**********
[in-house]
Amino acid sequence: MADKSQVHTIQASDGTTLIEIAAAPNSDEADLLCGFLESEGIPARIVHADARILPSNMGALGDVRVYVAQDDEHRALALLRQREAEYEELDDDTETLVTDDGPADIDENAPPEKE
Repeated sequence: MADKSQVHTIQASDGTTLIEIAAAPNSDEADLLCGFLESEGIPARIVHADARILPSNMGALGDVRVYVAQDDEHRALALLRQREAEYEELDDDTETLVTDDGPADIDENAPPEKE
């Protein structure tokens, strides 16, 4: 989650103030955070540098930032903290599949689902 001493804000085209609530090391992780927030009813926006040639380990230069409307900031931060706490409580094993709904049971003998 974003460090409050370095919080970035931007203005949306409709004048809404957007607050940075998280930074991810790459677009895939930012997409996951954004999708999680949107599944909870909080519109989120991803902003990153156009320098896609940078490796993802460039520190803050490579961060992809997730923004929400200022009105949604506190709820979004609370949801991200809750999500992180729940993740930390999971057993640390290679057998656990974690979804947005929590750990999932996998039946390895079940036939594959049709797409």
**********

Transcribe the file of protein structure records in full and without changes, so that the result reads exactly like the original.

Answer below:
[in-house]
Amino acid sequence: MADKSQVHTIQASDGTTLIEIAAAPNSDEADLLCGFLESEGIPARIVHADARILPSNMGALGDVRVYVAQDDEHRALALLRQREAEYEELDDDTETLVTDDGPADIDENAPPEKE
Repeated sequence: MADKSQVHTIQASDGTTLIEIAAAPNSDEADLLCGFLESEGIPARIVHADARILPSNMGALGDVRVYVAQDDEHRALALLRQREAEYEELDDDTETLVTDDGPADIDENAPPEKE
């Protein structure tokens, strides 16, 4: 989650103030955070540098930032903290599949689902 001493804000085209609530090391992780927030009813926006040639380990230069409307900031931060706490409580094993709904049971003998 974003460090409050370095919080970035931007203005949306409709004048809404957007607050940075998280930074991810790459677009895939930012997409996951954004999708999680949107599944909870909080519109989120991803902003990153156009320098896609940078490796993802460039520190803050490579961060992809997730923004929400200022009105949604506190709820979004609370949801991200809750999500992180729940993740930390999971057993640390290679057998656990974690979804947005929590750990999932996998039946390895079940036939594959049709797409």